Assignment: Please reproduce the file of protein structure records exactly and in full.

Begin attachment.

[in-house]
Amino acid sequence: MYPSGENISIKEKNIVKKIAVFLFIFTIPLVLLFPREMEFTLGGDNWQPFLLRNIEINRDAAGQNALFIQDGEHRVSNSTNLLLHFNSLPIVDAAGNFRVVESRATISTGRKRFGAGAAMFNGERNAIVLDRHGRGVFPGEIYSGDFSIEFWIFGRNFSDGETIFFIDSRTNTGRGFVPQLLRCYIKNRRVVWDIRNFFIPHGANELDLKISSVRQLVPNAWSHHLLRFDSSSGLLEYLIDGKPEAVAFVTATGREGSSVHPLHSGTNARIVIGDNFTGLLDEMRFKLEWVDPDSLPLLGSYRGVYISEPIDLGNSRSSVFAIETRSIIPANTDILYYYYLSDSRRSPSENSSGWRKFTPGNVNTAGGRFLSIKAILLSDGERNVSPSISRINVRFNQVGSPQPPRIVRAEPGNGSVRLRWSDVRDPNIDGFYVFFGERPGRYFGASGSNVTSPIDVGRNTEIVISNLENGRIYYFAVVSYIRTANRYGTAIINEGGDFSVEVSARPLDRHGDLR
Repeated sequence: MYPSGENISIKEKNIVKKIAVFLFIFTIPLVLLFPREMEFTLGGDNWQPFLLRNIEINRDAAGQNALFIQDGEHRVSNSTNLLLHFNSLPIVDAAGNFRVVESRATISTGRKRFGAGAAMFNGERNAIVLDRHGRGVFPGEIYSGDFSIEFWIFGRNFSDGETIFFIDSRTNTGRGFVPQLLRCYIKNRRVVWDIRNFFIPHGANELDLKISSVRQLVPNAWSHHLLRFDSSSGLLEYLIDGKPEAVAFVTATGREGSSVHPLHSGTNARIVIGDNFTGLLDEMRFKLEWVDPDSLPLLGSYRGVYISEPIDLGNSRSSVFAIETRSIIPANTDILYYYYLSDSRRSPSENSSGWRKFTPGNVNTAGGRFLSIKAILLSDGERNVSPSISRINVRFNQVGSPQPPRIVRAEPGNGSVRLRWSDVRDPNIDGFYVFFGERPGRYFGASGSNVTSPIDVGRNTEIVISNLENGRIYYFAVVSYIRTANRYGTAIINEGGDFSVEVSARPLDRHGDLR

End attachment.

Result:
[in-house]
Amino acid sequence: MYPSGENISIKEKNIVKKIAVFLFIFTIPLVLLFPREMEFTLGGDNWQPFLLRNIEINRDAAGQNALFIQDGEHRVSNSTNLLLHFNSLPIVDAAGNFRVVESRATISTGRKRFGAGAAMFNGERNAIVLDRHGRGVFPGEIYSGDFSIEFWIFGRNFSDGETIFFIDSRTNTGRGFVPQLLRCYIKNRRVVWDIRNFFIPHGANELDLKISSVRQLVPNAWSHHLLRFDSSSGLLEYLIDGKPEAVAFVTATGREGSSVHPLHSGTNARIVIGDNFTGLLDEMRFKLEWVDPDSLPLLGSYRGVYISEPIDLGNSRSSVFAIETRSIIPANTDILYYYYLSDSRRSPSENSSGWRKFTPGNVNTAGGRFLSIKAILLSDGERNVSPSISRINVRFNQVGSPQPPRIVRAEPGNGSVRLRWSDVRDPNIDGFYVFFGERPGRYFGASGSNVTSPIDVGRNTEIVISNLENGRIYYFAVVSYIRTANRYGTAIINEGGDFSVEVSARPLDRHGDLR
Repeated sequence: MYPSGENISIKEKNIVKKIAVFLFIFTIPLVLLFPREMEFTLGGDNWQPFLLRNIEINRDAAGQNALFIQDGEHRVSNSTNLLLHFNSLPIVDAAGNFRVVESRATISTGRKRFGAGAAMFNGERNAIVLDRHGRGVFPGEIYSGDFSIEFWIFGRNFSDGETIFFIDSRTNTGRGFVPQLLRCYIKNRRVVWDIRNFFIPHGANELDLKISSVRQLVPNAWSHHLLRFDSSSGLLEYLIDGKPEAVAFVTATGREGSSVHPLHSGTNARIVIGDNFTGLLDEMRFKLEWVDPDSLPLLGSYRGVYISEPIDLGNSRSSVFAIETRSIIPANTDILYYYYLSDSRRSPSENSSGWRKFTPGNVNTAGGRFLSIKAILLSDGERNVSPSISRINVRFNQVGSPQPPRIVRAEPGNGSVRLRWSDVRDPNIDGFYVFFGERPGRYFGASGSNVTSPIDVGRNTEIVISNLENGRIYYFAVVSYIRTANRYGTAIINEGGDFSVEVSARPLDRHGDLR